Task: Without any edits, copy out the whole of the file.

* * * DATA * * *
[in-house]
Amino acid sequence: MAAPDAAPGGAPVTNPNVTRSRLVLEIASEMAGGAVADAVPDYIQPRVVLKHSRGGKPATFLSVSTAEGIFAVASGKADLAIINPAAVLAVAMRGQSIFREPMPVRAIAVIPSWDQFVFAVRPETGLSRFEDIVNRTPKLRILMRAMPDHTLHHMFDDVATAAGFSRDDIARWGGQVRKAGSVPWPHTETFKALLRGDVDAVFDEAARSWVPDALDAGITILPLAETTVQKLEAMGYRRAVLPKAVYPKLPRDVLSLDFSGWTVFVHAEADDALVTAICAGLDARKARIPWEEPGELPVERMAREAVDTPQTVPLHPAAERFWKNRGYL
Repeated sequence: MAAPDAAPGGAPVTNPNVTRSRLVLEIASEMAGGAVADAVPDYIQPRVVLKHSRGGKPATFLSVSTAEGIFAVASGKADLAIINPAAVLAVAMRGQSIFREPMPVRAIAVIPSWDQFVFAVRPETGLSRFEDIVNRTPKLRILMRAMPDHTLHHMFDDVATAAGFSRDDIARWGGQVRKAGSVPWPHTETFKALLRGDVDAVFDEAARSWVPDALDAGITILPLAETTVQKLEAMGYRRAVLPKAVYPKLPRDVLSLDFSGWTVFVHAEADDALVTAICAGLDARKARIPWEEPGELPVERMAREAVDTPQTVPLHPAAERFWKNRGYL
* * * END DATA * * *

[in-house]
Amino acid sequence: MAAPDAAPGGAPVTNPNVTRSRLVLEIASEMAGGAVADAVPDYIQPRVVLKHSRGGKPATFLSVSTAEGIFAVASGKADLAIINPAAVLAVAMRGQSIFREPMPVRAIAVIPSWDQFVFAVRPETGLSRFEDIVNRTPKLRILMRAMPDHTLHHMFDDVATAAGFSRDDIARWGGQVRKAGSVPWPHTETFKALLRGDVDAVFDEAARSWVPDALDAGITILPLAETTVQKLEAMGYRRAVLPKAVYPKLPRDVLSLDFSGWTVFVHAEADDALVTAICAGLDARKARIPWEEPGELPVERMAREAVDTPQTVPLHPAAERFWKNRGYL
Repeated sequence: MAAPDAAPGGAPVTNPNVTRSRLVLEIASEMAGGAVADAVPDYIQPRVVLKHSRGGKPATFLSVSTAEGIFAVASGKADLAIINPAAVLAVAMRGQSIFREPMPVRAIAVIPSWDQFVFAVRPETGLSRFEDIVNRTPKLRILMRAMPDHTLHHMFDDVATAAGFSRDDIARWGGQVRKAGSVPWPHTETFKALLRGDVDAVFDEAARSWVPDALDAGITILPLAETTVQKLEAMGYRRAVLPKAVYPKLPRDVLSLDFSGWTVFVHAEADDALVTAICAGLDARKARIPWEEPGELPVERMAREAVDTPQTVPLHPAAERFWKNRGYL